Did Australia Provide Social Credit for Internet Access? – editing
Question from Jo on Dec 13
A video from Australian TV news is being shared on social networks in France and abroad to confirm that in Australia, Social credit [est] You enter to access the Internet, via your digital ID. Citizens need 100 identification points to use [réseaux] Social media and the police will have access to your accounts, including private messages ».
These photos are not recent since they were taken From a thread broadcast April 1, 2021 Via news channel 9 News Australia. Presenter Leila McKinnon says soA radical plan to combat social media abuse is being considered by the federal government.. Then his colleague Oliver Hague detailed it “Basically, [le plan] It will work in the same way as a passport. Australians will be required to show 100 points of identification, along with a driver’s license or passport, when using social media or their Facebook and Twitter accounts. And now the police will have access to these social media accounts. This action is part of the fight against online abuse. Users may be prosecuted for defamation or even criminal prosecution. It’s all part of a plan to deter people from engaging in bad behavior. [en ligne]. The recommendations were made by a federal parliamentary inquiry. And the Morrison government is considering its own reforms, after the president declared it important to remove the notorious character of anonymity.”
First of all, there is no question of a social credit like in China, which would block access to certain sites for people who do not have a good score or who may lose points due to bad behavior. In Australia each identity document has a points value (valid passport or birth certificate worth 70 points, student card worth 40 points) and therefore it is necessary to present several of them for certain services. The concept of 100 identification points refers to the Australian Identity Documentation System. For example, to open a bank account in Australia, a person must provide the equivalent of 100 points.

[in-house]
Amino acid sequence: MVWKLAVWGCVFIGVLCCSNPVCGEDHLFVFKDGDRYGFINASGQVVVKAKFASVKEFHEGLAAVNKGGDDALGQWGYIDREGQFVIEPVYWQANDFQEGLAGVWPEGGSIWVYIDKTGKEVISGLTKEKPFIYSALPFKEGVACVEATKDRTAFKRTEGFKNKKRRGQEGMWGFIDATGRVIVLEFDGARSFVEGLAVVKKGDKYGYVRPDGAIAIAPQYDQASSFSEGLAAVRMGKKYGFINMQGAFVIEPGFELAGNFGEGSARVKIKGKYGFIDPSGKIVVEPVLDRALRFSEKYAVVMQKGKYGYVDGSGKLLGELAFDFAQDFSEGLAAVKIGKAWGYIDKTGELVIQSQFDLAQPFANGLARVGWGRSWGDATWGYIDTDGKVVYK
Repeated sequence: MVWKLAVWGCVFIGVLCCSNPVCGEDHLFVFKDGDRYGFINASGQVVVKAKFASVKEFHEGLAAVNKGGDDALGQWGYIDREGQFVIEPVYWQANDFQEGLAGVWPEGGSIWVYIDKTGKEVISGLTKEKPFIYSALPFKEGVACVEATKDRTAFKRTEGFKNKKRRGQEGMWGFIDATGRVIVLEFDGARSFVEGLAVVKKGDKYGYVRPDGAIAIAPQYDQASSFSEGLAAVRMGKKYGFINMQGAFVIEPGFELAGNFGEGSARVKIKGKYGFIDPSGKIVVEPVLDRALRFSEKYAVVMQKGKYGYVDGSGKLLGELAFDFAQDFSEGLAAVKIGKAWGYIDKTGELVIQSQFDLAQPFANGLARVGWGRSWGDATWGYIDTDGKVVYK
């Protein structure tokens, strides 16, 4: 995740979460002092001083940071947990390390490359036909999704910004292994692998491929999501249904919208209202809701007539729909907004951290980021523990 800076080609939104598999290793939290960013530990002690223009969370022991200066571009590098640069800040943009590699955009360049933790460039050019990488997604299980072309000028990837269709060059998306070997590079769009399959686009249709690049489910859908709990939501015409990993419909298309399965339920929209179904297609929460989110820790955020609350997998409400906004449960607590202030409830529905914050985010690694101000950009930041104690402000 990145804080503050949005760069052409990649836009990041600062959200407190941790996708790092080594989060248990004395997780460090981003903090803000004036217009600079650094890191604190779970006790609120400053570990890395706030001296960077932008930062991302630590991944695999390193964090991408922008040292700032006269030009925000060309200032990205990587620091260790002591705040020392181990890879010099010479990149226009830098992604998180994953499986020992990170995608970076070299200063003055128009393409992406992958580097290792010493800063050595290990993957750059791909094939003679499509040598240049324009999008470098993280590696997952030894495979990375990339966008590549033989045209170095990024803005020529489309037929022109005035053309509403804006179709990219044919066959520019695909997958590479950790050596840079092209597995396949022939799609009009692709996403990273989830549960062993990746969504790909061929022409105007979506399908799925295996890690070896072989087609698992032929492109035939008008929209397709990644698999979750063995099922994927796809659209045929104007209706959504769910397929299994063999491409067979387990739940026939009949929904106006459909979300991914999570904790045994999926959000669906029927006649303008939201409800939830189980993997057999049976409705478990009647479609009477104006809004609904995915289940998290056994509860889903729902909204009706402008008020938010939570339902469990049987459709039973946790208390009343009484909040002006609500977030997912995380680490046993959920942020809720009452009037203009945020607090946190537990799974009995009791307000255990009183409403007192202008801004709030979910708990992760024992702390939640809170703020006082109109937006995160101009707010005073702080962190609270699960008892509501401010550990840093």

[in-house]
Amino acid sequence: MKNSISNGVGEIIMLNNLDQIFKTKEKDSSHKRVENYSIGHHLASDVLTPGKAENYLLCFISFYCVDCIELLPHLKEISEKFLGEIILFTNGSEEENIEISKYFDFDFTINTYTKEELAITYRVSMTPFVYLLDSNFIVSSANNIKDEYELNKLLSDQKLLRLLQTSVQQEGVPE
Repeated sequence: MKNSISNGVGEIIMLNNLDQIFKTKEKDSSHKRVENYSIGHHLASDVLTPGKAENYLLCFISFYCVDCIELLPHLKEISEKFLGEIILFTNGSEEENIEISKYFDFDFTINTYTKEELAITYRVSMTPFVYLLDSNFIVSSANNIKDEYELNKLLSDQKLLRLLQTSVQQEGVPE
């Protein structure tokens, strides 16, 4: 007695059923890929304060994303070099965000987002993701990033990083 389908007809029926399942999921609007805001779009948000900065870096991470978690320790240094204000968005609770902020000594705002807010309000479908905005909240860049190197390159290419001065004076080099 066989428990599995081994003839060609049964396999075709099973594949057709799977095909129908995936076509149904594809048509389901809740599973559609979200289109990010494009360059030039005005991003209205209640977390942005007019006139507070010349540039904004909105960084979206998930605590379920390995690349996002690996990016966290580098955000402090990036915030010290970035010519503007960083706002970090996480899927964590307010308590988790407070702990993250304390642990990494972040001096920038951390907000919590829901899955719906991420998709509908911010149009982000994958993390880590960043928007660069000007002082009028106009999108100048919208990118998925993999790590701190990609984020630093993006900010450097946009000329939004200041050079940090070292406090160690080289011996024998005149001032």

As reported by On-Air Reporters, the idea of providing 100 points of identification and providing ID required to log into social media was a proposal by an Australian Parliamentary Task Force that was introduced in April 2021. The text is available online Proposed in its recommendation XXX that “To open or maintain an account on an existing social network, users must be required by law to identify themselves to a platform using 100 identification points, in the same way a person must provide identification for a mobile phone account, or to purchase a mobile SIM card.” And “Social media platforms must provide these credentials when requested by the Cyber Security Commissioner, law enforcement or court.”.
Law against phishing
but This idea did not make it into the social media bill (anti-phishing) of 2022, which was never voted on. Former Australian Prime Minister Scott Morrison, of the Liberal Party, had plans to pass an anti-phishing law to allow Australians to easily and quickly complain to social media platforms to remove content allegedly defamatory. Its application has been heavily criticized by many experts, who assert that it can have the opposite effect. In May 2022, Scott Morrison promised that if he is re-elected, this bill will be one of the first such bills voted on. However, he was not re-elected and his bill fell through with the victory of the Labor Party in Parliament.